Upon leaving hospital the patient has to visit the cardiologist regularly. However, specialists are scarce and the queues at clinics are long. This problem can be solved by modern telemedicine. The patient will go to a nurse, the nurse will carry out advanced tests and the results will reach the cardiologist via the Internet. The specialist will assess the patient's condition and choose the best course of treatment on an ongoing basis.
“We are glad that such a solution, created by a consortium led by military medics and scientists, has been recognised under the programme of the National Centre for Research and Development” – says prof. Wojciech Falkowski, Undersecretary of State, Ministry of Defence.
Under the third edition of the competition of the strategic research and development programme “Prevention and treatment of diseases of civilisation” STRATEGMED, 82 applications competed for co-financing. 62 of them were positively evaluated by the competition committee, but only 9 were recommended for funding.
Military project in the top three
“It is worth noting that our project was among the three highest rated. We are the leader of a consortium that also includes the: Military University of Technology, 4th Military Clinical Hospital with Policlinic SP ZOZ in Wrocław, the Medical University of Gdańsk, the Wrocław Medical University and the InfoSCAN SA company” – specifies gen. bryg. prof. dr hab. n. med. Grzegorz Gielerak, Director of the WIM.
The total cost of the project is over PLN 13 million, of which the National Centre for Research and Development will co-finance PLN 12.7 million.
Heart failure is a lifestyle disease that causes high mortality, poor quality of life and the need for frequent hospital stays. The number of such patients is constantly growing. When they leave hospital, they need to receive ongoing care from a specialist cardiologist. While waiting long times to see a doctor, their condition often worsens, resulting in the need for another quick referral to hospital. In some cases, an exacerbation of the disease is fatal.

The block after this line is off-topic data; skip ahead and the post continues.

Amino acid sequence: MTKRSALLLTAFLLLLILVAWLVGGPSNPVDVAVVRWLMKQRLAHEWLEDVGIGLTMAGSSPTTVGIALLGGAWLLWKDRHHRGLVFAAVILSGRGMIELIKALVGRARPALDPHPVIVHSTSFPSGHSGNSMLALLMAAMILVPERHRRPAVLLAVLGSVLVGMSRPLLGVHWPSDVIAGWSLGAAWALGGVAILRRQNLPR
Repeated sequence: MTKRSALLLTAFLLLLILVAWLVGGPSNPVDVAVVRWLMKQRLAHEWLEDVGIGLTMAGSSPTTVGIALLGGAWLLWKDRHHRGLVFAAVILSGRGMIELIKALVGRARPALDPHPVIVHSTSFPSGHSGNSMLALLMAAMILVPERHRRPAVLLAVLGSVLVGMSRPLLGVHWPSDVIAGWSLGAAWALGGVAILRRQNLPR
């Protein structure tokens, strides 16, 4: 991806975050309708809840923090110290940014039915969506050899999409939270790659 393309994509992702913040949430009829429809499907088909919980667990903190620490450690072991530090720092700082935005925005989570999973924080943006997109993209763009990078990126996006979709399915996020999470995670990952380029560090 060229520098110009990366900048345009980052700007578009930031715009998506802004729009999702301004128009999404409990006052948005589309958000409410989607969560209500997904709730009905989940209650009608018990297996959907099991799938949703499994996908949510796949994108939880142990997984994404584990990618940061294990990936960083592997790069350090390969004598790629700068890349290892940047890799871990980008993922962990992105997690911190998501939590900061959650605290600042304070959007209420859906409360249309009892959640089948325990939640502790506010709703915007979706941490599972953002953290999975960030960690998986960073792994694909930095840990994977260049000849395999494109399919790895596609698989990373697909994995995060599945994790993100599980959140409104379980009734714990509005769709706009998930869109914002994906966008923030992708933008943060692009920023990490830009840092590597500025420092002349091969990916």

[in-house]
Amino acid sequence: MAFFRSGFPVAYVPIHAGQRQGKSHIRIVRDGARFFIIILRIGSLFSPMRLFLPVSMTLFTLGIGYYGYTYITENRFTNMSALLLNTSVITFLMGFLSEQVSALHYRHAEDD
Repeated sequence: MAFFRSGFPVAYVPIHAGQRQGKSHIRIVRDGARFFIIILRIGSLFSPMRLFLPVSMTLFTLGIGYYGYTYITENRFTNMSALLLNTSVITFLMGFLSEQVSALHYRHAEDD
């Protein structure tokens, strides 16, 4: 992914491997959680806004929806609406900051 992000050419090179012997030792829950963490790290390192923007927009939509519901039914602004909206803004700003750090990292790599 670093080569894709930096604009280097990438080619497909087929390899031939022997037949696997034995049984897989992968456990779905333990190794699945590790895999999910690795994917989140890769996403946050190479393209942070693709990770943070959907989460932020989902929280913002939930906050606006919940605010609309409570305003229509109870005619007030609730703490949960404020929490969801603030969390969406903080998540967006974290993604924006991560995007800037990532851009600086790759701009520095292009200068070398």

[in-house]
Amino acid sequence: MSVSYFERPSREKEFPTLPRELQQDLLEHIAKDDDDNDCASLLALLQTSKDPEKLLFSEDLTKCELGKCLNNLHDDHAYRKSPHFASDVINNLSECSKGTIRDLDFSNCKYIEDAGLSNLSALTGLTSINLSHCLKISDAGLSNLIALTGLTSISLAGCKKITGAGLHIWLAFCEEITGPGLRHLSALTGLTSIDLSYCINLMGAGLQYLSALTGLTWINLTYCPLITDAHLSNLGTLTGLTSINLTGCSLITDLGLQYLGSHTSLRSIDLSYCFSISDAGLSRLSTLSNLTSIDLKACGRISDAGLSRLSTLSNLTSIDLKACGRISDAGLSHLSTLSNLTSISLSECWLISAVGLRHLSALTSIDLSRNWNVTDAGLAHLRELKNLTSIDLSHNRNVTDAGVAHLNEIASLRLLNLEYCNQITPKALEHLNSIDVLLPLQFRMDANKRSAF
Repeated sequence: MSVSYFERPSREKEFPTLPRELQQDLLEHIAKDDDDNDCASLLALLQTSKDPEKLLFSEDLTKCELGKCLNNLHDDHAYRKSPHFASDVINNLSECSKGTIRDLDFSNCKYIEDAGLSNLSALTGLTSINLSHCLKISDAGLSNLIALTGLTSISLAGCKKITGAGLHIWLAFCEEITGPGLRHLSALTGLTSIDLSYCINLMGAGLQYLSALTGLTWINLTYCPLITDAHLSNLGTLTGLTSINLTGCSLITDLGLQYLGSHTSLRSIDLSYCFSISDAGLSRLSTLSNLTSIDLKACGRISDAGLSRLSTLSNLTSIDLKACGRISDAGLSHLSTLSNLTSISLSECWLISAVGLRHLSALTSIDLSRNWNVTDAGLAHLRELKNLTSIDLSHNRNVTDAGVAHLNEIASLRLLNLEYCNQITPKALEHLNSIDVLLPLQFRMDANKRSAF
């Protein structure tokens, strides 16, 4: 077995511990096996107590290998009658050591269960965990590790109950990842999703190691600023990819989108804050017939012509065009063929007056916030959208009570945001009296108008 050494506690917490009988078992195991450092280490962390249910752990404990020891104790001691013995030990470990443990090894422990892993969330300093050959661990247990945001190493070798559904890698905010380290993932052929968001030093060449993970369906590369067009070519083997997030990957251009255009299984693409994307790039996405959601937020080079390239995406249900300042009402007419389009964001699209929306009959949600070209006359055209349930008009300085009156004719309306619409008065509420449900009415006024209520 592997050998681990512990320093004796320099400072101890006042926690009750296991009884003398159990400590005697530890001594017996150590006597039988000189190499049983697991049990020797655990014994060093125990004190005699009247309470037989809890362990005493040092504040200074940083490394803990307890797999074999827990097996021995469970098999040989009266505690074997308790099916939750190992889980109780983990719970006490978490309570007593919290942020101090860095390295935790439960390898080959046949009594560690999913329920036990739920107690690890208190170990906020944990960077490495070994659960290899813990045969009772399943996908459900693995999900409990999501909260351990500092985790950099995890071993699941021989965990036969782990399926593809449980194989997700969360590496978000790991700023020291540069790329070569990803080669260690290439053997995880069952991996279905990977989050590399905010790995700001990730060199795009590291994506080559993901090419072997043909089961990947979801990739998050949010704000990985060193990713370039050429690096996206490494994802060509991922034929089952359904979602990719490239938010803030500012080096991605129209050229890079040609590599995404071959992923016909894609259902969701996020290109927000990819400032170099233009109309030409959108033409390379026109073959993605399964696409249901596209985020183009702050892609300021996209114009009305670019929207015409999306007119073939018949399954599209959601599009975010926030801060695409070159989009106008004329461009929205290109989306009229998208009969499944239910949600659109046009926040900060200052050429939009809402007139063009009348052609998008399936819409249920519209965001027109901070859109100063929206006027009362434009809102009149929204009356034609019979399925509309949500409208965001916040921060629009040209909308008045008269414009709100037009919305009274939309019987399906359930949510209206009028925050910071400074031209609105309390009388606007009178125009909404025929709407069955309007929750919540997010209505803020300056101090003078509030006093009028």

“Even the best hospital care cannot ensure the safety of such patients if they do not undergo regular cardiological assessment after being discharged” – explains the WIM director.
Shorten queues, provide better treatment
The objective of the “Amulet” project is to create a system of care for patients with heart failure based on the use of modern methods of non-invasive haemodynamic assessment and telemedicine. “Clinical assessment of patients will be enhanced by automatic evaluation of heart rate, blood pressure, left ventricular ejection volume, chest and whole body hydration status, among other things. The use of the system will enable an adequate therapeutic decision to be taken remotely by a specialist” – claims ppłk dr n. med. Paweł Krzesiński, a cardiologist at the WIM.
In simple terms, the patient will be seen by a nurse who will carry out the test and the results will be sent to a cardiologist working at the WIM or at another facility covered by the “Amulet” project. The doctor will analyse the data and review the treatment, adjust doses of medication accordingly, and – depending on needs – set a date for the next follow-up visit with the nurse.
A device to monitor patients at home will also be developed under the project. It will be designed for patients who are most at risk from heart failure.
“We expect that the implementation of the proposed model will provide improved access to specialist care, early diagnosis of disease exacerbations and optimised treatment. In turn, this will contribute to prolonging patients' lives. Patients will have a sense of continuous care, will become more familiar with the nature of their disease, and will not end up in hospital with successive exacerbations. This is how the military health service contributes to improved quality of life of Poles” – concludes prof. Wojciech Fałkowski.